Reviews > Books
The Translator: A Tribesman’s Memoir of Darfur by Daoud Hari

A strict focus on the personal makes Hari's account of the hell that Darfur has become something more than just an exercise in despair.

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28 Feb 2008 // 8:59 PM

The Roman Triumph by Mary Beard

Classics professor Mary Beard marshals evidence like a good forensic specialist out to solve a crime.

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Print Is Dead by Jeff Gomez

Although mediums change, it is ultimately the message that remains important.

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27 Feb 2008 // 8:59 PM

Vinyl Highway by Dee Dee Phelps

This isn’t the stuff of best sellers, but it is great fun, especially for record-happy types like myself.

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Christine Falls by Benjamin Black

There's lots of rain, fog, and shadowy mists, as if a sunny day might wreck the storyline -- and then there's the "hand problem".

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Refresh, Refresh by Benjamin Percy

Percy's stories are brave and fresh and -- because they reflect a nearly institutional violence all too easily identified as realistic -- scary.

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25 Feb 2008 // 8:59 PM

Red Chicago by Randi Storch

An engaging look at the final years of the city's reign as the left-wing capital of America.

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Richard and John by Frank McLynn

McLynn has a keen eye not only for history, but for storytelling and the importance of artfulness in writing. This is everything a historical biography should be.

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24 Feb 2008 // 8:59 PM

Wallace Stegner and the American West by Philip L. Fradkin

A new biography of Wallace Stegner lauds his realistic writing and his career teaching it.

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The Black Lizard Big Book of Pulps by

The good stories are terrific reads and the not-so-good stories are never dull.

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21 Feb 2008 // 8:59 PM

Baldwin’s Harlem: A Biography by Herb Boyd

Revisionist study of James Baldwin's life fails to provide useful context.

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20 Feb 2008 // 9:00 PM

Vienna by Eva Menasse

A work of skill, even daring in its ability to both sympathize with and indict those affected by events that have such symbolic weight.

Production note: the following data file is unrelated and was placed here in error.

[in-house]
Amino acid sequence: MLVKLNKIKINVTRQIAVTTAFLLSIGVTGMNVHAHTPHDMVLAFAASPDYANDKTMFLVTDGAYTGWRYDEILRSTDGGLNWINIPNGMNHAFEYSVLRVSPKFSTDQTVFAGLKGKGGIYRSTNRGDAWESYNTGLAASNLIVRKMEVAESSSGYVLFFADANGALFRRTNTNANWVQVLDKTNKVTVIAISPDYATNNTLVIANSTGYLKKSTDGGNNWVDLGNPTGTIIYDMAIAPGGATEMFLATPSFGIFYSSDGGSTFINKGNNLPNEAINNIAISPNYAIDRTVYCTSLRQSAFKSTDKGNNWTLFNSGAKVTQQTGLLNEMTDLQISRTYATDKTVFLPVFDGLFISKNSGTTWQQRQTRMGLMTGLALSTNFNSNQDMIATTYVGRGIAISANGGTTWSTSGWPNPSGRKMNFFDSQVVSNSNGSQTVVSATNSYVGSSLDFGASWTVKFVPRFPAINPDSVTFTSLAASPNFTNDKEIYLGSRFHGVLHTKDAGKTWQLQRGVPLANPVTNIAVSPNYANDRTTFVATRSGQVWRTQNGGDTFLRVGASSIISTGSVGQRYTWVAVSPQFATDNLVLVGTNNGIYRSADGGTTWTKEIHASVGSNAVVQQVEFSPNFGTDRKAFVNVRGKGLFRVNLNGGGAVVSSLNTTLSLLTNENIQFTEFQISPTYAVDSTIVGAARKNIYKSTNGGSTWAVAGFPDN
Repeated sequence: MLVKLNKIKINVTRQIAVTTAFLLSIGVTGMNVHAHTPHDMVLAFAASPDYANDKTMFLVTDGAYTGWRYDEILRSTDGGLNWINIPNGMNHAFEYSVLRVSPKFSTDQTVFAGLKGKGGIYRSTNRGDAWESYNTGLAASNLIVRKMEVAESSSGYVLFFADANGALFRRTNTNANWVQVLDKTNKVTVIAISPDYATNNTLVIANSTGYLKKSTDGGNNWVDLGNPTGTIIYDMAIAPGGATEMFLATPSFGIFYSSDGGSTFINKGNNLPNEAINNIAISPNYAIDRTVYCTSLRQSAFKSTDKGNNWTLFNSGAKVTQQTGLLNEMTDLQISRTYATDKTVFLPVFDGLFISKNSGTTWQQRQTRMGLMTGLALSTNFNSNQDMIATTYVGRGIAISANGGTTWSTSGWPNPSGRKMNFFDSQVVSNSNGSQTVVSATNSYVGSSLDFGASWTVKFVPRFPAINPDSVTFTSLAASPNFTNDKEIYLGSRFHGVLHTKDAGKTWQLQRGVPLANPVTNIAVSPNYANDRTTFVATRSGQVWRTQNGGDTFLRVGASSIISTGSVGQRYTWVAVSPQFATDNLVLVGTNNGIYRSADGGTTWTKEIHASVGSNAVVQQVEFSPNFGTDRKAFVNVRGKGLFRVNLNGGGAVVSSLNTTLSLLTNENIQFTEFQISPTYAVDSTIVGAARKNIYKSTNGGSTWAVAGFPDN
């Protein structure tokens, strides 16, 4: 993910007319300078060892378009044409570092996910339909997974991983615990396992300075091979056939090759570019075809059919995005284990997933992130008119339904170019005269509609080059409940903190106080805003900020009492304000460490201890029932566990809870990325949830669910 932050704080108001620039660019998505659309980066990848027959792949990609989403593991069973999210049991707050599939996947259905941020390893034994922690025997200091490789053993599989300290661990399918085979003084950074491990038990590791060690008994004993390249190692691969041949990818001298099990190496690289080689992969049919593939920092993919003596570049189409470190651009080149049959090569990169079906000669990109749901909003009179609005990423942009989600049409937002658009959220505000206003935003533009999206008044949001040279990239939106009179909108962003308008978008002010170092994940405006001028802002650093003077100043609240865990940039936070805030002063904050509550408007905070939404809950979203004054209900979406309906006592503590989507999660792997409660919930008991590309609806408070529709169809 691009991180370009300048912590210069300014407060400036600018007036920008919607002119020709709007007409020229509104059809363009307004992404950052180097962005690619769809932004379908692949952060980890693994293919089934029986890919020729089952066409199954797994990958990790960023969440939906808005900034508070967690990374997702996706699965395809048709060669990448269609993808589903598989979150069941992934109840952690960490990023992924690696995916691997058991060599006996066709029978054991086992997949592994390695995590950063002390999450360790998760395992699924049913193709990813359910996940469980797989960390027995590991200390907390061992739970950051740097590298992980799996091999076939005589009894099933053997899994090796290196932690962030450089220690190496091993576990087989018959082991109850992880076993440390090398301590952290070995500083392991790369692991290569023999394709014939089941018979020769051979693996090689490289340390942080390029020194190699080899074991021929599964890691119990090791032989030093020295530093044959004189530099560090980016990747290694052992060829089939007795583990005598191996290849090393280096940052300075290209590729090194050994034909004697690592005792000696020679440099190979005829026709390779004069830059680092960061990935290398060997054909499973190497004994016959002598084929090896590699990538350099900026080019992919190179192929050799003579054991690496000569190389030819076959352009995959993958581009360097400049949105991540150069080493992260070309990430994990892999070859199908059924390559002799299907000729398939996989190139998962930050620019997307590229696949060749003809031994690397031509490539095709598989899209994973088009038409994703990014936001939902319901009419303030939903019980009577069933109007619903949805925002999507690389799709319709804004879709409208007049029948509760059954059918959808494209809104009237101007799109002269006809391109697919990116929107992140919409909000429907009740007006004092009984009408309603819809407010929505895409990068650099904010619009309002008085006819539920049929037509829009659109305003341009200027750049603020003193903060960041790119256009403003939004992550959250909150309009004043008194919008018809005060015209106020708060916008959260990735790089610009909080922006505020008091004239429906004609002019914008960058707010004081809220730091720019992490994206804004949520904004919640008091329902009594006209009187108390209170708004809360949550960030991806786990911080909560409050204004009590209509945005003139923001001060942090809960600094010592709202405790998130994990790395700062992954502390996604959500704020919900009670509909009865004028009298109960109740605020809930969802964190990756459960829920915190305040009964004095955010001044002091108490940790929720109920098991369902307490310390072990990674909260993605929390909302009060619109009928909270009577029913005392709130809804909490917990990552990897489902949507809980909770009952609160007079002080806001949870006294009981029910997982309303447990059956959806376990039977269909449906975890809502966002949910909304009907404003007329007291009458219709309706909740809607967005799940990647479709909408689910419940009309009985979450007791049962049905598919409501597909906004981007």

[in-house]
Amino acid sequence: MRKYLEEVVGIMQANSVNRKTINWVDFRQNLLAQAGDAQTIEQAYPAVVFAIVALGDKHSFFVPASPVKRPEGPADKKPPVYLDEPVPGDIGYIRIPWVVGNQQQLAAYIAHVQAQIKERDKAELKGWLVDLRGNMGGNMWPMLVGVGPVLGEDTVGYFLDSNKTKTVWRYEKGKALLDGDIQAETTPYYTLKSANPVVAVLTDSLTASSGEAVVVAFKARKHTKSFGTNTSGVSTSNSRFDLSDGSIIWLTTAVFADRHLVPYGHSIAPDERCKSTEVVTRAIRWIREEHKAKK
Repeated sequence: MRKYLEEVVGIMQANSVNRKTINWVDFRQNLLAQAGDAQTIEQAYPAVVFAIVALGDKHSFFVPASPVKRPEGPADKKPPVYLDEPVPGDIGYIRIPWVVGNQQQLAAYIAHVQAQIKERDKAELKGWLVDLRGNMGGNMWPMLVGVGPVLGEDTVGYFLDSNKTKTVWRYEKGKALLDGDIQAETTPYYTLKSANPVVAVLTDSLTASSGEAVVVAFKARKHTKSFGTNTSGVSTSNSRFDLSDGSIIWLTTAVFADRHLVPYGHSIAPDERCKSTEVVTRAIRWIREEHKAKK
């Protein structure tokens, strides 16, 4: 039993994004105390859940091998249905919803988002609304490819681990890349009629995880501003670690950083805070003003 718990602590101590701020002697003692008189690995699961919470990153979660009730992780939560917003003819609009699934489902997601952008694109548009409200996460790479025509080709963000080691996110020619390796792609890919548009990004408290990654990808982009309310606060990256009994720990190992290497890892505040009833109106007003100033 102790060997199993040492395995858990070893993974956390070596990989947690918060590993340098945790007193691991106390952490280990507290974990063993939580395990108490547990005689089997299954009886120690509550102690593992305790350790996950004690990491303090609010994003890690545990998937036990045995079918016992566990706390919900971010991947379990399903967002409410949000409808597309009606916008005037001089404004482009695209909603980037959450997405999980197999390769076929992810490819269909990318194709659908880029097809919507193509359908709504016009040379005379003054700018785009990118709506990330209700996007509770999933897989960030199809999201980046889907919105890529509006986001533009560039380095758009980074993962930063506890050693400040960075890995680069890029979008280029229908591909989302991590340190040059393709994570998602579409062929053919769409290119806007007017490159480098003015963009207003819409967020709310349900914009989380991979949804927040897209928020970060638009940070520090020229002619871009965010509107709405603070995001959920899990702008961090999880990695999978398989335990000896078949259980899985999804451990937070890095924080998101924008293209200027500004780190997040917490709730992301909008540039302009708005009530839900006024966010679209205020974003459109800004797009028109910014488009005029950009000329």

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20 Feb 2008 // 8:59 PM

Charlatan by Pope Brock

The colorful, compelling story of a deadly medical faker and the Chicago doctor who helped stop him.

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Arlington Park by Rachel Cusk

The women all feel stuck in comfortable lives, but their alarming lack of agency is what keeps them there and derails the novel.

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19 Feb 2008 // 8:59 PM

The Reserve by Russell Banks

Too much of The Reserve feels like it was written following too many late nights spent watching Turner Classic Movies marathons.

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Swordfishtrombones (33 1/3) by David Smay

Rather than trying to explain the album as a whole, Smay roots through the details to find dubious truths about the man, not the artist.

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The Age of American Unreason by Susan Jacoby / Power to Save the World by Gwyneth Cravens

These books may not change your mind, but they pay you the supreme compliment of assuming that you have a mind, and that it will respond to an accumulation of evidence and a fair and forceful presentation.

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Tourists of History by Marita Sturken

The idea of education as liberation is a poor one; education might allow a critical perspective on cultural practices, but asserting that ironic frame helps an individual grieve, or mourn, or live a richer and fuller life, is a mistake.

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17 Feb 2008 // 8:59 PM

Sweat by Joe Bonomo

A dedicated Fleshtones record consumer myself, I’ve grown accustomed to reading about the guys only in the form of generic, hair-toussling capsule reviews – 'til now.

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The Replacements: All Over But the Shouting: An Oral History by Jim Walsh

A veritable talking book of everything you wanted to know about the Replacements but were afraid to ask: great tales and a wealth of visual treats.

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Moving Pixels Podcast: The Best Games of 2016

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